drink lots of water and, above all, take
a'snoonful of salts occasionally to keep
down urlo acid.
Rheumatism Is . caused by poisonous
toxin, called uric acid, which Is gen
erated In the bowels and absorbedlnto
the blood. It is the function of the
kidneys" to filter this acid from the
blood and cast it out In the urine. The
pores of the .akin are also a means of
freeing the blood of this impurity. In
damp and chilly, cold weather the skin
pores are closed, thus 'forcing the kid
neys to do double work, they become
weax.ana siurcisn ana ran to eliminate
this uric acid which keeps accumulating
and circulating through the system,
eventually settling in the Joints and
muscles causing stiffness, soreness, and
pain called rheumatism.
At the first twinge of rheumatism get
from any pharmacy about four ounces
of Jod Salts: put a tablespoonful In a
glass ot water and drink before break
fast each morning for a' week. This Is
said to eliminate uric acid by stimu
lating the kidneys to noVmal action,
thus ridding the blood of these Im
purities. Jad Salts is Inoxptntlve, harmless,
and Is made from the acid of grapes
and lemon juice, combined with llthla,
and is used with excellent results by
thousands of folks who are subject to
rheumatism. Here you have a pleasant,
effervescent llthla-water drink which
overcomes uric acid and Is berteflclal
to your kidneya as well. Advt.
REPORT MANY CASES
OF RHEUMATISM NOW
Food Ideals Topic
Of Wiley Lecture
Expert Will .Give Frce'Cottrsc on
Thursdays During
Lent.
"Health ,and Food Ideals: or. a Neces
sary Health Ration," Is the subject of
a lecture Which Dr. Harvey W. Wiley
Will deliver at Rauscher's tomorrow
morning at u o'ciock. it is tne scconu
In a sorlcs of practical talk's which are
bolng conducted by the Associated
Charities Thursday- rhornlnjts during
Lent. u
Mrs. j. P. Ncllgh, head worker of tho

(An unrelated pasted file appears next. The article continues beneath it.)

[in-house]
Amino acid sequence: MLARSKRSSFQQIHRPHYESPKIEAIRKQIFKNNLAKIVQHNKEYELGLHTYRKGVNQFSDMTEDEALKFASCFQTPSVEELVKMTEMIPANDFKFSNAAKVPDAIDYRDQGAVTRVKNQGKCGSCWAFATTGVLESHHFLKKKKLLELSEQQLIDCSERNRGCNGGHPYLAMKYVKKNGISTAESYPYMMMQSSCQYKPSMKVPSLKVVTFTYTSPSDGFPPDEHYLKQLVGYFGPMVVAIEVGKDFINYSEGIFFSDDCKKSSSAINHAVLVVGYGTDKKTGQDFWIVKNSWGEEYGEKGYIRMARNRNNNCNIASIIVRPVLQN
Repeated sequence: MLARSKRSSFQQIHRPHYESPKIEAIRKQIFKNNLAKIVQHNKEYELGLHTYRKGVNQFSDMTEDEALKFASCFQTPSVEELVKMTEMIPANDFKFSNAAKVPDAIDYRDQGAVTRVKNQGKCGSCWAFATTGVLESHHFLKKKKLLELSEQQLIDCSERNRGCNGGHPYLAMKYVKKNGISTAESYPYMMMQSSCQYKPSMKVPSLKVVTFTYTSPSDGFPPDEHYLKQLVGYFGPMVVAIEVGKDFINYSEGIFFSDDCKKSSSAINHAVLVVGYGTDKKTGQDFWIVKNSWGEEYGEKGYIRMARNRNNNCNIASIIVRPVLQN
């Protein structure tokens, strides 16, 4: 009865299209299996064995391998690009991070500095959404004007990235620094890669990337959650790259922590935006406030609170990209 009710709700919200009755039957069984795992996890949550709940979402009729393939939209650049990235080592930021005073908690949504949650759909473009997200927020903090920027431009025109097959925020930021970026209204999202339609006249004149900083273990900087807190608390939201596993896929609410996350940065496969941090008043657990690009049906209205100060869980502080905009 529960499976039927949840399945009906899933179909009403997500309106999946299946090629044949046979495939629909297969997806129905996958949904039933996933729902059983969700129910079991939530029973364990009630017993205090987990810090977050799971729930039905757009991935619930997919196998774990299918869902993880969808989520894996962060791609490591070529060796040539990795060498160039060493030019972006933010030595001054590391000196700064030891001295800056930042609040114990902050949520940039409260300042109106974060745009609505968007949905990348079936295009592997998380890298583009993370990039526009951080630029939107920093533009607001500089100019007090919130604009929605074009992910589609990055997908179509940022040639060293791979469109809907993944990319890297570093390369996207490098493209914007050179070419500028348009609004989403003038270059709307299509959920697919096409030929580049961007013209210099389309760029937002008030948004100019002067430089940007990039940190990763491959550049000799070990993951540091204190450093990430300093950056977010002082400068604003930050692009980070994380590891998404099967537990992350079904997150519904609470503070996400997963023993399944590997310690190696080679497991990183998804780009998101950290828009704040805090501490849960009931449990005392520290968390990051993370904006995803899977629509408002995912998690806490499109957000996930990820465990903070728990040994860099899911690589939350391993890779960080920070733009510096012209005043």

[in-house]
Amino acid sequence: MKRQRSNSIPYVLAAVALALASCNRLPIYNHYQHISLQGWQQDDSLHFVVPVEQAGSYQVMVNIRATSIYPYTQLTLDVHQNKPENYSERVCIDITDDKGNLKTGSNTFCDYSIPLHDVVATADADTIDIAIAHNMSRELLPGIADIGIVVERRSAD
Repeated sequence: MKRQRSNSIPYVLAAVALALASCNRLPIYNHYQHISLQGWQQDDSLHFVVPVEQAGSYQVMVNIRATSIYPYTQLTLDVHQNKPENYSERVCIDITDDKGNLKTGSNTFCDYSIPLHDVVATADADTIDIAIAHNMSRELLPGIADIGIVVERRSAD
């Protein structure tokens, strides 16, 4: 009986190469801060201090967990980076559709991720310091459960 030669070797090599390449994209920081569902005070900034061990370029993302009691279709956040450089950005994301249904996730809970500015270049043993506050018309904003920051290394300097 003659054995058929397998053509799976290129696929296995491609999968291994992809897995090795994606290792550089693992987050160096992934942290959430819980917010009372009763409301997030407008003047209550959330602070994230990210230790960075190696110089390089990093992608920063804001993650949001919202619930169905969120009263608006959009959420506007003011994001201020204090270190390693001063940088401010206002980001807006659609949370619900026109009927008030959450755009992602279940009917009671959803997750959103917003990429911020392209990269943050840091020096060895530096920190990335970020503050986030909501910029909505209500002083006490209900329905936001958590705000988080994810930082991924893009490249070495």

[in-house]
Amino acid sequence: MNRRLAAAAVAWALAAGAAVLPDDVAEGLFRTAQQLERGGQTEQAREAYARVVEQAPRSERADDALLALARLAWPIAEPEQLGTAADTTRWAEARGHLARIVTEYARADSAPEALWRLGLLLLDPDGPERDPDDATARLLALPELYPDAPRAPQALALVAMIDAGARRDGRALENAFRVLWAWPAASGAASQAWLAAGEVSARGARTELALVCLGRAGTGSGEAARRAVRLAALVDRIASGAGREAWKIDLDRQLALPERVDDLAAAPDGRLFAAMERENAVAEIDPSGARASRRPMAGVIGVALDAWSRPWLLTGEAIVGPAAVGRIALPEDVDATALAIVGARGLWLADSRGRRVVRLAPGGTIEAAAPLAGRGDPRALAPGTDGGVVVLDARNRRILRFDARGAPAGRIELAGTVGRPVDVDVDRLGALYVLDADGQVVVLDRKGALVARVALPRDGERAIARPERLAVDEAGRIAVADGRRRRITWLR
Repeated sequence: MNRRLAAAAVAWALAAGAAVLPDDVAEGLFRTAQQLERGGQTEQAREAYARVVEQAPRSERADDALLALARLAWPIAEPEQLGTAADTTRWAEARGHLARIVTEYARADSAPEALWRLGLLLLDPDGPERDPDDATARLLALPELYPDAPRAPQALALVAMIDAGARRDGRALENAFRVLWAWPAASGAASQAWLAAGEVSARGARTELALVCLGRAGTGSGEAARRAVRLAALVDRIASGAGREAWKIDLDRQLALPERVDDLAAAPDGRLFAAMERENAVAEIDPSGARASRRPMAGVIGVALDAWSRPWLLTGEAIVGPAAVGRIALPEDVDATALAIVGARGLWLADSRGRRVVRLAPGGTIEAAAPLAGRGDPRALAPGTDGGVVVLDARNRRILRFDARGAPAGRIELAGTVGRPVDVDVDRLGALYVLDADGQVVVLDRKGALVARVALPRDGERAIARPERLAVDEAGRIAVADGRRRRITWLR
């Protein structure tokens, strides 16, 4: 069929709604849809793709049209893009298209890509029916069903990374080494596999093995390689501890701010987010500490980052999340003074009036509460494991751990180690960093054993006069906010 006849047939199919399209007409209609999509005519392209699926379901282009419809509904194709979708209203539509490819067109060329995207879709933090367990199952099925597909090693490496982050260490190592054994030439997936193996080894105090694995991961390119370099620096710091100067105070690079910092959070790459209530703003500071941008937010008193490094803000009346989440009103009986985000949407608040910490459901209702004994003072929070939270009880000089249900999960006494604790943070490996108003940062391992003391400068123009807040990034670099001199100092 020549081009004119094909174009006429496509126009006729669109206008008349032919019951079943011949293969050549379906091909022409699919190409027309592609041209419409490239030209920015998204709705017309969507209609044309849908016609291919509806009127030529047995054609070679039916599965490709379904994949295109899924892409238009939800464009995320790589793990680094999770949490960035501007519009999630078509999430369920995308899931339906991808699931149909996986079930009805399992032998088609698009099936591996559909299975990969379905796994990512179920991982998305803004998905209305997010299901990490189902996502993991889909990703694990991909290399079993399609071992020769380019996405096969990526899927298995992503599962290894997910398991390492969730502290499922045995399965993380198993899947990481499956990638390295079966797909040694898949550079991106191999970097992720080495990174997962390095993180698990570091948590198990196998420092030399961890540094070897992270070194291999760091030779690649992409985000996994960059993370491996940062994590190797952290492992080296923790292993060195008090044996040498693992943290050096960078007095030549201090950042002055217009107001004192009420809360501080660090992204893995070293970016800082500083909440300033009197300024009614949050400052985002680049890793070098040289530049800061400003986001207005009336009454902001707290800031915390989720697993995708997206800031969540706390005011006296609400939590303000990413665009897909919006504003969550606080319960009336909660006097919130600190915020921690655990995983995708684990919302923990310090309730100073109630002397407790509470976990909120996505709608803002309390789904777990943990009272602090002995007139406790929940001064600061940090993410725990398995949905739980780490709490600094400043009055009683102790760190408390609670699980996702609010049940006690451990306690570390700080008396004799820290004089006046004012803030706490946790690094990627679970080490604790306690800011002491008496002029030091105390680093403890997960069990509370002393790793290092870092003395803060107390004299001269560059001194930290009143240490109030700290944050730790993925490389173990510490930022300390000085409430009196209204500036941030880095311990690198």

Neighborhood House, will follow Dr.
Wiley, and open n. general, discussion
of tho satuo supbject. At traveling ex
hibit of methods tor preventing tuber
culosis will be on' display.
Next Thursday's subject will be
"Houslnir IdpnJs.' Thl. will hn fol
lowed on successive Thursdays by dis
cussion of tho subject "ltecreation
Ideals" and "Labor Ideals," Tho con
cluding session will bo a social service
symposium, with discussion of tho
nunllnn. "Hnw Can .Our jComniunltv
Ideals Become the' Common Possession
oi the citizens of the District of uo
lumblar There Is no charge for any of the lec
tures. ,
Fine Tip to Bankers Who
Are Expecting Robbers
'FAROO. N. D.i March IB. Bankers In
small 'towns or suburban districts should
place matches, a candle, and a strong
screwdriver In the vaults, according to
tho secretary of the North Dakota
Bankers' Association In i a pamphlet
Just Issued to bankers giving instruc
tions as to what to do in case ot a
hold-up.
It Is a common m-aetlce among bank
robbers to lock employes In the vault.
the secretary says, and aaas instruc
tions as to bow to lent out. ,
Scout Band Rehearsal.
Boy Scouts comprising the Washing
ton Drum and Bugle Corps, which will
give a band concert at the east front
of the Capitol on Decoration Day, will
have a rehearsal at 7:30 o'clck tonight
ot the Naval Battalion Armory. The
band la under the1 direction or J. Leon
ard Kldwcll. ,
HOT WATER THE '
BEST LIVER UNO
BOWEL MEDICINE
Says glass of hot water before
breakfast washes poisons
from system.
Physicians the world over recom
mend the Inside bath, claiming this Is
of vastly more Importance than outside
cleanliness, because the skin pore do
not absorb Impurities Into the blood.
causing 111 health, while the pores in
the, ten yards of bowels do.
Men and women are urged to drink
each morning, before breakfast a glass
of hot water with a teaspoonful of
limestone phosphate In It, as a harmless
means of helping to wash from the
stomach, liver, kidneys and bowele tho
previous day's Indigestible material,
poisons, -sour, bile and toxins ; thus
cleansing, sweetening and purifying the
entire . alimentary canal before putUng
more food into the stomach.
Ttlaf aa mnnr aH hitt .vat.. .I..n..
Malarlsjjlt,na freshen the skin, so hot water and
limestone pnospnate action tne eumi
native organs.
Those who wake up with bad breath,
coated tongue, nasty taste or have a
dull, aching head, sallow complexion,
acid stomach ; others who are subject
to bilious attacks or constipation, should
obtain a quarter pound of limestone
phosphate at the drug store. Tills will
cost very little but Is sufficient to dem
onstrate the value of inside bathing.
Those who continue it each morning
are assured of pronounced results, both
In regard to health and appearance.
-Advt.
Full Line of
Graf onolaa and
Records
Telephone
Main 3725
We Invite You to Come
in and Hear the Now
COLUMBIA
RECORDS
WIS'I.L BE Gf.AH OF 'ITII5
CIIANCR TO DKMONSTIIATIS
TIIK KXCICLLKNCK OK OUIl
I'WCII.ITIliM AND SBUVICK.
COM I'LETIS 8 T Q O K OP
NI5W COLl'MRIA niCCOItDS.
GRAFONOLAS
-of every,etyle and finiah.